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Chapter 21: From the Government
Mayor's office, Brotterode, West Thuringia County
"Isch bin von der Regierung, und isch bin hier zu helfen." Bryant Burke didn't even try to hide his outlandish accent. He was completely unable to pronounce the German word "ich" correctly.
Born and raised in the twentieth century in America, he'd never had an interest in foreign languages. Since the Ring of Fire had transplanted him together with the whole town to the seventeenth century in Germany, he had noticed that his accent brought him a certain reputation in the villages of the Thuringian Forest underlining his "coming from the government to help" stance.
But it seemed in this village nobody was even going to listen to him. The mayor was not interested in any "help from that lousy government." In fact, "lousy" was not the term he had used when Bryant made his appearance in the "mayor's office" above the town's Gasthaus.
The fact that they called the inn "The Inn" said, in Bryant's opinion, much about their creativity and intellect. So without any further comment, he pulled out the sealed parchment which ordered "all official personnel of West Thuringia County" to support his mission.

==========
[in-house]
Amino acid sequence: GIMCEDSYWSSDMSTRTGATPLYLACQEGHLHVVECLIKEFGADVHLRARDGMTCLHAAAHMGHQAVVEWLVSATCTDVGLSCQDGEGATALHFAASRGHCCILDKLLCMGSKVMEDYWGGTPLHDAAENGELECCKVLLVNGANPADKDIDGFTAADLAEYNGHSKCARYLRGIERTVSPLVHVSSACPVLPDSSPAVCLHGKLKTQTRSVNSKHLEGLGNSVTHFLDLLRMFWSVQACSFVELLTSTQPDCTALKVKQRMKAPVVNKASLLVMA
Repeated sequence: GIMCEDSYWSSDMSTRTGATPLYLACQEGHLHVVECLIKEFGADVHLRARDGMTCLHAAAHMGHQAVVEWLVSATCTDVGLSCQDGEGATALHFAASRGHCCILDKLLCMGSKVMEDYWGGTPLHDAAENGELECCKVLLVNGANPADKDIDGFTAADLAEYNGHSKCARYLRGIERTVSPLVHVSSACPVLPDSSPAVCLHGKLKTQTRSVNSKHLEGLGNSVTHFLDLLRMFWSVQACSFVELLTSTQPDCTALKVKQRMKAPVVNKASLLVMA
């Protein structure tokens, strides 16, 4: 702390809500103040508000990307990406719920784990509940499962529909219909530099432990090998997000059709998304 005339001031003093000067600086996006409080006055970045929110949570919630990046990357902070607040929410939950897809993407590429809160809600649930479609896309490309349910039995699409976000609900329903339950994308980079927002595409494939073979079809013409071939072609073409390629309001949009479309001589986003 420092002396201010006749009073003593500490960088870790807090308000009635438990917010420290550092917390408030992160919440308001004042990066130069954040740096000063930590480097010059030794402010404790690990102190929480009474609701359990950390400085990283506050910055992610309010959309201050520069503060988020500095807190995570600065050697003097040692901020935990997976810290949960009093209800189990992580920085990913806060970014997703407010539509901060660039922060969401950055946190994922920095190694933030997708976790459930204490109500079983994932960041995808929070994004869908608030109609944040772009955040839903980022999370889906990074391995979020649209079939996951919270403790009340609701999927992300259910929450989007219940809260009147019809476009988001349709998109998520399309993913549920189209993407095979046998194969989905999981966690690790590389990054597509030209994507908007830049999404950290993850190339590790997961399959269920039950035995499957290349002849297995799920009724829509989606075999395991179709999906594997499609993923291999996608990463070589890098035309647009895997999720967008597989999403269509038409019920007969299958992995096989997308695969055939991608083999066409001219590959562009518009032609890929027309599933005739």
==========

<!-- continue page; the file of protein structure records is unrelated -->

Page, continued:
"And that, dear Mayor, means you, too."
When founding the USE, the local princes and democratic counties and states had been more or less forced to clean up the mess that centuries of splitting properties had brought on, giving whole Ämter as pawns for loans and not being able to redeem them after the agreed period.
So the Herrschaft of Schmalkalden in Thuringia, inherited by the Hessian landgrave after the last count's death in 1584 and completely surrounded by Wettin properties, had been integrated into the new State of Thuringia-Franconia, together with several other enclaves, in exchange for properties on the other side of the Werra. Bureaucrats had drawn new country borders for a more logical organization, regardless of historical relationships, and so the small forest village of Brotterode as the only Lutheran parish in the Calvinist principality had been assigned to West Thuringia County, while the Rest of Schmalkalden went to Suhl County.
Bryant had to go from house to house to collect the information he needed. In the other villages, the mayors had always been eager to call the men of the village together in the town's largest meeting room.
He had no idea why the people of Brotterode, of all villages he had yet visited, hadn't the slightest interest in helping him. They were finally part of a Lutheran community, had the right to vote, freedom of speech, and all the other advantages of a modern society. So why did they come across so massively unfriendly?